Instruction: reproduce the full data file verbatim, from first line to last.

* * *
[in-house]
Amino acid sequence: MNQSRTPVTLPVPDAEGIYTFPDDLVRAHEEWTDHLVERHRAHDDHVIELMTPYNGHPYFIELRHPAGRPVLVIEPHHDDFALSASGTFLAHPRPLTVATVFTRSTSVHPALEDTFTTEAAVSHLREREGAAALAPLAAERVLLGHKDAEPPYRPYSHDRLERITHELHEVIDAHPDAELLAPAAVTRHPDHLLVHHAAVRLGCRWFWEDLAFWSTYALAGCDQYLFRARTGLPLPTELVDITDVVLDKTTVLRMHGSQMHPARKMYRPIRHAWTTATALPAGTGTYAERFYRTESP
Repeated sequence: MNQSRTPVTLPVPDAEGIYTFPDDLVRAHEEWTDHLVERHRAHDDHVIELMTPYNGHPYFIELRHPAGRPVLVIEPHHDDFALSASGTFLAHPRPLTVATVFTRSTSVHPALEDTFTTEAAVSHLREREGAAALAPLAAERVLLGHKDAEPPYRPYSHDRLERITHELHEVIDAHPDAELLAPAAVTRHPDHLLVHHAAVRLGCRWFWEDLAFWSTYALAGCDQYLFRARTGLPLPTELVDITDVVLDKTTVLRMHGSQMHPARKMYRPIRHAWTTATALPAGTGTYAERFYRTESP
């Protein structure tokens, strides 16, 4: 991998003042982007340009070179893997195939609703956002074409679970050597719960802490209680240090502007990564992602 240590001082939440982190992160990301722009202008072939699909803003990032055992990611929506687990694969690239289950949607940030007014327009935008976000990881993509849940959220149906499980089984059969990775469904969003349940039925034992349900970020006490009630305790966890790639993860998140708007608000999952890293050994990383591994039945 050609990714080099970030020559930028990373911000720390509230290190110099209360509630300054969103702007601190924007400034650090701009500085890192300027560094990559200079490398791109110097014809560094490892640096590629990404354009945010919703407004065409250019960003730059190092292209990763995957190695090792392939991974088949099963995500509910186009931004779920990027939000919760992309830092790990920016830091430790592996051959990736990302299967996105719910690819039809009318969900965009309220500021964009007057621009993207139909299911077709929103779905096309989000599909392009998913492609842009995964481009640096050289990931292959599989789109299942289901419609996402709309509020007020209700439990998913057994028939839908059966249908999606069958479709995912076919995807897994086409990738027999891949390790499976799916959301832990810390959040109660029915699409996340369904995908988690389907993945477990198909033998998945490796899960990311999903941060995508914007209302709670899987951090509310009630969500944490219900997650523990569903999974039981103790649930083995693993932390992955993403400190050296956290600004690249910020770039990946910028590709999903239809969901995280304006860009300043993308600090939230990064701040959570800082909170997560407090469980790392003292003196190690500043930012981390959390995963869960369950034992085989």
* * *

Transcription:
[in-house]
Amino acid sequence: MNQSRTPVTLPVPDAEGIYTFPDDLVRAHEEWTDHLVERHRAHDDHVIELMTPYNGHPYFIELRHPAGRPVLVIEPHHDDFALSASGTFLAHPRPLTVATVFTRSTSVHPALEDTFTTEAAVSHLREREGAAALAPLAAERVLLGHKDAEPPYRPYSHDRLERITHELHEVIDAHPDAELLAPAAVTRHPDHLLVHHAAVRLGCRWFWEDLAFWSTYALAGCDQYLFRARTGLPLPTELVDITDVVLDKTTVLRMHGSQMHPARKMYRPIRHAWTTATALPAGTGTYAERFYRTESP
Repeated sequence: MNQSRTPVTLPVPDAEGIYTFPDDLVRAHEEWTDHLVERHRAHDDHVIELMTPYNGHPYFIELRHPAGRPVLVIEPHHDDFALSASGTFLAHPRPLTVATVFTRSTSVHPALEDTFTTEAAVSHLREREGAAALAPLAAERVLLGHKDAEPPYRPYSHDRLERITHELHEVIDAHPDAELLAPAAVTRHPDHLLVHHAAVRLGCRWFWEDLAFWSTYALAGCDQYLFRARTGLPLPTELVDITDVVLDKTTVLRMHGSQMHPARKMYRPIRHAWTTATALPAGTGTYAERFYRTESP
């Protein structure tokens, strides 16, 4: 991998003042982007340009070179893997195939609703956002074409679970050597719960802490209680240090502007990564992602 240590001082939440982190992160990301722009202008072939699909803003990032055992990611929506687990694969690239289950949607940030007014327009935008976000990881993509849940959220149906499980089984059969990775469904969003349940039925034992349900970020006490009630305790966890790639993860998140708007608000999952890293050994990383591994039945 050609990714080099970030020559930028990373911000720390509230290190110099209360509630300054969103702007601190924007400034650090701009500085890192300027560094990559200079490398791109110097014809560094490892640096590629990404354009945010919703407004065409250019960003730059190092292209990763995957190695090792392939991974088949099963995500509910186009931004779920990027939000919760992309830092790990920016830091430790592996051959990736990302299967996105719910690819039809009318969900965009309220500021964009007057621009993207139909299911077709929103779905096309989000599909392009998913492609842009995964481009640096050289990931292959599989789109299942289901419609996402709309509020007020209700439990998913057994028939839908059966249908999606069958479709995912076919995807897994086409990738027999891949390790499976799916959301832990810390959040109660029915699409996340369904995908988690389907993945477990198909033998998945490796899960990311999903941060995508914007209302709670899987951090509310009630969500944490219900997650523990569903999974039981103790649930083995693993932390992955993403400190050296956290600004690249910020770039990946910028590709999903239809969901995280304006860009300043993308600090939230990064701040959570800082909170997560407090469980790392003292003196190690500043930012981390959390995963869960369950034992085989």